The nurse observes for hemorrhage or prolonged hematuria and signs of local or systemic infection. Aseptic technique is used during dressing or equipment changes. Bladder irrigation is performed as prescribed. Medications, e.g., analgesics, antispasmodics, and bowel stimulants, are administered as prescribed. The patient's ability to micturate is evaluated. Intake and output are monitored and recorded. Fluids are forced unless otherwise restricted to ensure passage of dilute urine.

Swan-Ganz catheter:
SEE: Swan-Ganz catheter
Tenckhoff peritoneal catheter:
SEE: Tenckhoff peritoneal catheter
Triple-lumen catheter:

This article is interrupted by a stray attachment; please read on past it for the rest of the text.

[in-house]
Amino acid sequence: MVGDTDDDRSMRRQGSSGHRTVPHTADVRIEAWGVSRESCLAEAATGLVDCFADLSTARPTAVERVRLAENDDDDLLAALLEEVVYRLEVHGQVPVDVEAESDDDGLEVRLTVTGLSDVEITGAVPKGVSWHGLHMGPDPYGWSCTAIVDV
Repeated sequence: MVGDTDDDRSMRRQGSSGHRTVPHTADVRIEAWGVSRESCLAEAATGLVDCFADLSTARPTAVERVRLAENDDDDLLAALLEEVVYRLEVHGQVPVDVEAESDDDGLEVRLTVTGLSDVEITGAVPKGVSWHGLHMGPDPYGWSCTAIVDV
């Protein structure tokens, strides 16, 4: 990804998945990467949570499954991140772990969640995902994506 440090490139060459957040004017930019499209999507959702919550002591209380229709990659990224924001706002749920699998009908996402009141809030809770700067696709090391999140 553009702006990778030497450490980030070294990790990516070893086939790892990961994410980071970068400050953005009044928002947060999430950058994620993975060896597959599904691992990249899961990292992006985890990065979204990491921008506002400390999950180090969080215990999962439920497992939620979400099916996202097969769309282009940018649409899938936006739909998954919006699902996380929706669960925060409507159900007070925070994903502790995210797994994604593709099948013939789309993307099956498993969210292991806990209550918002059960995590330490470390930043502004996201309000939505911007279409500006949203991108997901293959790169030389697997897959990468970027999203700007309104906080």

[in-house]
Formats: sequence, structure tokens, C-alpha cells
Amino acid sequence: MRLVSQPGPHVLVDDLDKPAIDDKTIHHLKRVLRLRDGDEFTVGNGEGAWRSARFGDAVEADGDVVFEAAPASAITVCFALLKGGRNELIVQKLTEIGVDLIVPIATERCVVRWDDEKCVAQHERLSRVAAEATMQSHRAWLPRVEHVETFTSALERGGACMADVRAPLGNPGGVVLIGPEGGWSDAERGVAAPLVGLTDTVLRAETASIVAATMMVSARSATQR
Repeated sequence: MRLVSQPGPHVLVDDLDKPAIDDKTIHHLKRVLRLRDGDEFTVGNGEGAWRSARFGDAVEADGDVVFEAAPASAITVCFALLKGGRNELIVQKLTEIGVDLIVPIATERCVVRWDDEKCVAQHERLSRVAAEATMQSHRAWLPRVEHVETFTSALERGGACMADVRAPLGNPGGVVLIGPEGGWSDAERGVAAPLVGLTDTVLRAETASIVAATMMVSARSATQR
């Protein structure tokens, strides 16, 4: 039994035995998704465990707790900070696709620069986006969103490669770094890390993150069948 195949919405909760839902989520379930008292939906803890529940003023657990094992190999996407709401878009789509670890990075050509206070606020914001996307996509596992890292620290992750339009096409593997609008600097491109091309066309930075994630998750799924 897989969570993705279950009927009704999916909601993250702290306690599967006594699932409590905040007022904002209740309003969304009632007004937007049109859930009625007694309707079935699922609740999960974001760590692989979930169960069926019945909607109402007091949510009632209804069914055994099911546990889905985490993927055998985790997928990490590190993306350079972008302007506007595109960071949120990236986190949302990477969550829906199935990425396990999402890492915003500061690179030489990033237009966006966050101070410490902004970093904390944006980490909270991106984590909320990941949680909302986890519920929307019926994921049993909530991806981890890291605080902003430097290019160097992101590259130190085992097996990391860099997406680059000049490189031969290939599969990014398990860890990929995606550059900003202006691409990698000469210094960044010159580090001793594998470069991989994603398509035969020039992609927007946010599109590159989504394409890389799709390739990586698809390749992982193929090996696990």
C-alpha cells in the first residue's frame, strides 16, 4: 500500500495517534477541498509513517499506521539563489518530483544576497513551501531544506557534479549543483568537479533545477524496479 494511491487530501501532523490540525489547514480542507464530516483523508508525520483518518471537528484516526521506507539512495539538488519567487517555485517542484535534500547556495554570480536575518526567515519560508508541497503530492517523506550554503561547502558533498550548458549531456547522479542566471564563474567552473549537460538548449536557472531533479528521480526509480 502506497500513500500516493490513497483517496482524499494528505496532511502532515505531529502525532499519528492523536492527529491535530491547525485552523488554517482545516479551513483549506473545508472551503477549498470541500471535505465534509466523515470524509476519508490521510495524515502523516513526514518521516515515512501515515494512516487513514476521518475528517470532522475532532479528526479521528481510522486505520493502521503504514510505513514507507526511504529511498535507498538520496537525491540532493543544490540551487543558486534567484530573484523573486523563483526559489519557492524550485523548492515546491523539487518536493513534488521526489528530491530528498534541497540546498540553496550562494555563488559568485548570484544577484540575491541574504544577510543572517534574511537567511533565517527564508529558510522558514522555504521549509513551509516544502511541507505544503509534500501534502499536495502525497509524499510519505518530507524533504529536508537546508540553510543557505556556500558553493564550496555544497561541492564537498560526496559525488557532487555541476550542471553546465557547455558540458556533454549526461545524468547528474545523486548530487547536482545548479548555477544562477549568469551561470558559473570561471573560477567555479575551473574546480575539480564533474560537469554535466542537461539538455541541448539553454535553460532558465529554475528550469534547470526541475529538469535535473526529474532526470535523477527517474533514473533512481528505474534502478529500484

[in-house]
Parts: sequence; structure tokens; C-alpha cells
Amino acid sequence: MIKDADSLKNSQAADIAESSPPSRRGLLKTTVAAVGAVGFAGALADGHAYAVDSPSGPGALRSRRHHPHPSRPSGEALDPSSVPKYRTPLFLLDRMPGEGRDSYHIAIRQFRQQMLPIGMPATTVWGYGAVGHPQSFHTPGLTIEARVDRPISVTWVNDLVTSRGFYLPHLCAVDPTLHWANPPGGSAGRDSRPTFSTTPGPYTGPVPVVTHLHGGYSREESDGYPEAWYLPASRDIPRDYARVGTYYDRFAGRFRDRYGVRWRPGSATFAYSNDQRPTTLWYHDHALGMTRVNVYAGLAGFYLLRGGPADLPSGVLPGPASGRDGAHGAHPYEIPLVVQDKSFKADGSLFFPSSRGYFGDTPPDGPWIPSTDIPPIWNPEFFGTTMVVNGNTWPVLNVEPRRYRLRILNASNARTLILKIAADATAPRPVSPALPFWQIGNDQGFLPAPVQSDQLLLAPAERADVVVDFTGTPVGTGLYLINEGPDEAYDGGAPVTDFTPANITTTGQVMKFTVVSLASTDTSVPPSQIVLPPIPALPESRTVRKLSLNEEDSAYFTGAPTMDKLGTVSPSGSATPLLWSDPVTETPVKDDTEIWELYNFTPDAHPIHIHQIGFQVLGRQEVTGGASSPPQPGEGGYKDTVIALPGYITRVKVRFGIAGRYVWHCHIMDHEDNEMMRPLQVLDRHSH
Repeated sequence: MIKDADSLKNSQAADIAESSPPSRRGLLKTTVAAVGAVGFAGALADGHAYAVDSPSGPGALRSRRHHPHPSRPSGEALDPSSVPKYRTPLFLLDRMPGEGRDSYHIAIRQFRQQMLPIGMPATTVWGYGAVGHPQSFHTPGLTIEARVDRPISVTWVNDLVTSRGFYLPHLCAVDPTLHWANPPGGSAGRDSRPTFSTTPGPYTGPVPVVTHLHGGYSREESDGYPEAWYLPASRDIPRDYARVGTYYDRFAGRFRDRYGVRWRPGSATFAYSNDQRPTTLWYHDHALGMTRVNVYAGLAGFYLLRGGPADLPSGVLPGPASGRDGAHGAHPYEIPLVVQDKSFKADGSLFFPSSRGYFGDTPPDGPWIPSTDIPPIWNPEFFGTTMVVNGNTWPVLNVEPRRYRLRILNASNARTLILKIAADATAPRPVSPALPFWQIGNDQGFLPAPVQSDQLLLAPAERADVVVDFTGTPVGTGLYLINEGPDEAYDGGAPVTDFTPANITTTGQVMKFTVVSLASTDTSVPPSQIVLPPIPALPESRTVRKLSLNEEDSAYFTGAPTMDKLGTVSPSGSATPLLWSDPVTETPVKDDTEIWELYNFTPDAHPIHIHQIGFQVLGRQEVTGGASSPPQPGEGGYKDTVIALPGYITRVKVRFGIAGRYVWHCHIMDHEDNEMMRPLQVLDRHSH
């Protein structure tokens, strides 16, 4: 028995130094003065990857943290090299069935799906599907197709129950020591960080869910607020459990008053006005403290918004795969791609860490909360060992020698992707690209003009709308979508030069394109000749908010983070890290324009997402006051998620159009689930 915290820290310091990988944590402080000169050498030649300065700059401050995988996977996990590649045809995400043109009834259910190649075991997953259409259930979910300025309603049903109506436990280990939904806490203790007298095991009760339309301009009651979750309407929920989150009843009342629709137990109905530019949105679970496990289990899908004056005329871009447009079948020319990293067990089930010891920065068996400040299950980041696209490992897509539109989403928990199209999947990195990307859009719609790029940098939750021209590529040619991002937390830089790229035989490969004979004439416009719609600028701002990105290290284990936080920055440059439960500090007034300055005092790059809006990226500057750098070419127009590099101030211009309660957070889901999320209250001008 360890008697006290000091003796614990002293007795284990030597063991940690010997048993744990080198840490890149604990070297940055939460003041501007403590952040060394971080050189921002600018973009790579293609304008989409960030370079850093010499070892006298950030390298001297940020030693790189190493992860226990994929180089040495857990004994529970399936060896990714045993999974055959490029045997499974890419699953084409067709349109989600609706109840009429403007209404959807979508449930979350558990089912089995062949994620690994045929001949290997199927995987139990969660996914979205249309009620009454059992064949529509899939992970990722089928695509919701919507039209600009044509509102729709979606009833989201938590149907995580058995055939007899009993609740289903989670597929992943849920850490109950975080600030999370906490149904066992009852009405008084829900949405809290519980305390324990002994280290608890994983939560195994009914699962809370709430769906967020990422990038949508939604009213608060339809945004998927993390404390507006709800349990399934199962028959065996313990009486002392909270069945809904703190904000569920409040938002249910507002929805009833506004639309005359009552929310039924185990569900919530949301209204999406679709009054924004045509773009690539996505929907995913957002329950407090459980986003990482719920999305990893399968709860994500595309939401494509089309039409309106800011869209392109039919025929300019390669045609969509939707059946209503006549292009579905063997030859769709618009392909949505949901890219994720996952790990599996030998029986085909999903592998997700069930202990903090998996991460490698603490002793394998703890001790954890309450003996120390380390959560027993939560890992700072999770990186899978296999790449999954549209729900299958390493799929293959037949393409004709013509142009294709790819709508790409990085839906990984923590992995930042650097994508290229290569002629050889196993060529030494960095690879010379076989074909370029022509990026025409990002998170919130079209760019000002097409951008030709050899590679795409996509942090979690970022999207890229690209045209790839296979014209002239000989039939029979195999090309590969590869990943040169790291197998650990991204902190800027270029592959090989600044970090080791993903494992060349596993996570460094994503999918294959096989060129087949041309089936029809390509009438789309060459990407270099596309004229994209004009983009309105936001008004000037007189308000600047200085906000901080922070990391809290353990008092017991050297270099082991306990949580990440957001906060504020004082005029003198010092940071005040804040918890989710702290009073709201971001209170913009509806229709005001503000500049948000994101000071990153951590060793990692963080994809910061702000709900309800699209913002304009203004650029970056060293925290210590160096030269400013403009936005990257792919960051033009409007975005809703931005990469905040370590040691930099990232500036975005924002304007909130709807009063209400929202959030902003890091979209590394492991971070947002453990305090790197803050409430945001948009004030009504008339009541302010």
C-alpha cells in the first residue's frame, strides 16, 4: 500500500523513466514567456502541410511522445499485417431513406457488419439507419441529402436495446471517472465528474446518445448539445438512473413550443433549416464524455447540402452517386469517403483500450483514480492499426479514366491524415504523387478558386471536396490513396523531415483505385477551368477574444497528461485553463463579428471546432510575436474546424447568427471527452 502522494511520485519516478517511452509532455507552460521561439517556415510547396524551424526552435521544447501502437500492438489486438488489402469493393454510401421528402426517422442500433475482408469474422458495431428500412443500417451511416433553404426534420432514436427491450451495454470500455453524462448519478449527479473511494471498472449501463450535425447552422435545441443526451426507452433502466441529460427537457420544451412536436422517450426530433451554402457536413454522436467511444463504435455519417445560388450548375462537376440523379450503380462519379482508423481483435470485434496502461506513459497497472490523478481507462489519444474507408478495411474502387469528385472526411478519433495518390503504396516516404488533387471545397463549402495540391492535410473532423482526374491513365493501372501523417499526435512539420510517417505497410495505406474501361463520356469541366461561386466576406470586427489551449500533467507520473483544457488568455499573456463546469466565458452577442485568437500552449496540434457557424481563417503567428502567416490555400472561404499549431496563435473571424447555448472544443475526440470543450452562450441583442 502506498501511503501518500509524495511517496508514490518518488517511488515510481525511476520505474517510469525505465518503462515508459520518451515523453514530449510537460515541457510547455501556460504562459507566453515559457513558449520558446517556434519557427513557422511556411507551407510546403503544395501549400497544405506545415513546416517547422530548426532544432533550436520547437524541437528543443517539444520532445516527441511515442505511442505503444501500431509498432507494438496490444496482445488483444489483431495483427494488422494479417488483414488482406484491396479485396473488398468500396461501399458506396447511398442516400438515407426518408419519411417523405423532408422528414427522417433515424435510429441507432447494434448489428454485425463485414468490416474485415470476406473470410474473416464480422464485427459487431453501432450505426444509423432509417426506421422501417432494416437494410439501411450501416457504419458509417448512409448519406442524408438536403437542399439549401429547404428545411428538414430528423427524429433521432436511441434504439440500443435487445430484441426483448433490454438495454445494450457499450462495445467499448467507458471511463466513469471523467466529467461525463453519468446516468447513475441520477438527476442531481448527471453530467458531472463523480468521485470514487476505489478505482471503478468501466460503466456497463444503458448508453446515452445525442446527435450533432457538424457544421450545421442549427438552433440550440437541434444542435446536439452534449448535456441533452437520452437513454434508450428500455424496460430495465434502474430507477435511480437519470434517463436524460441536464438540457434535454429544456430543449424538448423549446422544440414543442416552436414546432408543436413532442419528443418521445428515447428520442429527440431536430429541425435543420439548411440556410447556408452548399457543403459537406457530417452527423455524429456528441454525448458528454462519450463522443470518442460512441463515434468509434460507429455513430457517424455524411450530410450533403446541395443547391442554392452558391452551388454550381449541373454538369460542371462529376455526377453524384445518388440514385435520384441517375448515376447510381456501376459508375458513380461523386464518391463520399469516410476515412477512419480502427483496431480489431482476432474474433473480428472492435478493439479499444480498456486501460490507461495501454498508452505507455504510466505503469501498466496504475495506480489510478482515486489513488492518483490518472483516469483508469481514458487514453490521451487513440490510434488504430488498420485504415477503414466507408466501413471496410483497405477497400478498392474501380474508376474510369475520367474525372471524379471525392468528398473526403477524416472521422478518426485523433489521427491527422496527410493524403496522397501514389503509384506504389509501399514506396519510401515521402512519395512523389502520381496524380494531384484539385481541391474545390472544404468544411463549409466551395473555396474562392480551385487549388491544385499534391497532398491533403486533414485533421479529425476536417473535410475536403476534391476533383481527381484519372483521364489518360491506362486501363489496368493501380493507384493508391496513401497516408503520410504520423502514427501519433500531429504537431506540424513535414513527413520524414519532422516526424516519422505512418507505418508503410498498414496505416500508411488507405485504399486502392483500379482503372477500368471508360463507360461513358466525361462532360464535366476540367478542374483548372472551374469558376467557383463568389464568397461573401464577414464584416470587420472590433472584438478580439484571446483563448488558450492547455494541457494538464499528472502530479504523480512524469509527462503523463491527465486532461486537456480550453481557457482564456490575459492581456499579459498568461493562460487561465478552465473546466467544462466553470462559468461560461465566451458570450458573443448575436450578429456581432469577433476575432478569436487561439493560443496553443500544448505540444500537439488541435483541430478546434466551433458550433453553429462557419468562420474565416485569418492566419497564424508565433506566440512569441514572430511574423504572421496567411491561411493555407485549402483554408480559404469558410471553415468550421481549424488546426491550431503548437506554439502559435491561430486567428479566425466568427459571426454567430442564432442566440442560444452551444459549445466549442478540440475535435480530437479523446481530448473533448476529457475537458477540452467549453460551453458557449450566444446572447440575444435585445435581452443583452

ABBR: TLC A central catheter containing three separate channels or passageways.
Tunneled central venous catheter:
An intravenous catheter inserted into the subclavian or internal jugular vein and then advanced into the right atrium or superior vena cava. The proximal end is tunneled subcutaneously from the insertion site and brought out through the skin at an exit site below the nipple line. Commonly used tunneled catheters include the Hickman and Broviac catheters.
Umbilical vein catheter:
A catheter placed in the umbilical vein of an infant to facilitate administration of medicines parenterally or to do an exchange transfusion.
Vertebrated catheter:
A catheter in sections to be fitted together so that it is flexible.
Winged catheter:
A catheter with little flaps at each side of the beak to help retain it in the bladder.
Word catheter:
A rubber catheter with an inflatable balloon at its end, used to treat cysts or abscesses, e.g., Bartholin gland cysts in the vulva.
Yankauer suction catheter:
SEE: Yankauer suction catheter